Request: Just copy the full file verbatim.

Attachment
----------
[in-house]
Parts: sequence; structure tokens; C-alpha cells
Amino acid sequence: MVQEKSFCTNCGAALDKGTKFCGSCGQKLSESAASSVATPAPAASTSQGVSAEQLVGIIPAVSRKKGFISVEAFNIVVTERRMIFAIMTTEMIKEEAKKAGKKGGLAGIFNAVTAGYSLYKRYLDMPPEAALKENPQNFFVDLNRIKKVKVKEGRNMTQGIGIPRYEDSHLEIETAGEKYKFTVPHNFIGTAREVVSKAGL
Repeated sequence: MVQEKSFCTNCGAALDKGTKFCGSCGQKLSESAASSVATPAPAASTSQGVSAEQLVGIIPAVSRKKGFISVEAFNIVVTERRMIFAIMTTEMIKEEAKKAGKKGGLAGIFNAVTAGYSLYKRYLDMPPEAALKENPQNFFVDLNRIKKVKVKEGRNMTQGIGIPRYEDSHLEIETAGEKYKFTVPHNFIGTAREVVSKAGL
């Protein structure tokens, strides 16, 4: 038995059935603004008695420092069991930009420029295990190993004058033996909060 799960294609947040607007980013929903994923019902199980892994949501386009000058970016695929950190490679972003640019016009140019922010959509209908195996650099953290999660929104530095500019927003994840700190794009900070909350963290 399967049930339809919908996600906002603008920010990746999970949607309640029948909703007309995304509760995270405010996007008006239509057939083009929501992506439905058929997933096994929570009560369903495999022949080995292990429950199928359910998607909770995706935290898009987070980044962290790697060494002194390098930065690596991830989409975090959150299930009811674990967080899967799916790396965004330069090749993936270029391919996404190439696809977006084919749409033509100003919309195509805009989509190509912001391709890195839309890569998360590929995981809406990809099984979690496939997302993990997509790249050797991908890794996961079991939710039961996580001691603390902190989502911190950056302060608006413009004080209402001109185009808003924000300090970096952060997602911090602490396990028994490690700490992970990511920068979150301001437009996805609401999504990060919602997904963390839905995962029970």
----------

[in-house]
Parts: sequence; structure tokens; C-alpha cells
Amino acid sequence: MVQEKSFCTNCGAALDKGTKFCGSCGQKLSESAASSVATPAPAASTSQGVSAEQLVGIIPAVSRKKGFISVEAFNIVVTERRMIFAIMTTEMIKEEAKKAGKKGGLAGIFNAVTAGYSLYKRYLDMPPEAALKENPQNFFVDLNRIKKVKVKEGRNMTQGIGIPRYEDSHLEIETAGEKYKFTVPHNFIGTAREVVSKAGL
Repeated sequence: MVQEKSFCTNCGAALDKGTKFCGSCGQKLSESAASSVATPAPAASTSQGVSAEQLVGIIPAVSRKKGFISVEAFNIVVTERRMIFAIMTTEMIKEEAKKAGKKGGLAGIFNAVTAGYSLYKRYLDMPPEAALKENPQNFFVDLNRIKKVKVKEGRNMTQGIGIPRYEDSHLEIETAGEKYKFTVPHNFIGTAREVVSKAGL
């Protein structure tokens, strides 16, 4: 038995059935603004008695420092069991930009420029295990190993004058033996909060 799960294609947040607007980013929903994923019902199980892994949501386009000058970016695929950190490679972003640019016009140019922010959509209908195996650099953290999660929104530095500019927003994840700190794009900070909350963290 399967049930339809919908996600906002603008920010990746999970949607309640029948909703007309995304509760995270405010996007008006239509057939083009929501992506439905058929997933096994929570009560369903495999022949080995292990429950199928359910998607909770995706935290898009987070980044962290790697060494002194390098930065690596991830989409975090959150299930009811674990967080899967799916790396965004330069090749993936270029391919996404190439696809977006084919749409033509100003919309195509805009989509190509912001391709890195839309890569998360590929995981809406990809099984979690496939997302993990997509790249050797991908890794996961079991939710039961996580001691603390902190989502911190950056302060608006413009004080209402001109185009808003924000300090970096952060997602911090602490396990028994490690700490992970990511920068979150301001437009996805609401999504990060919602997904963390839905995962029970």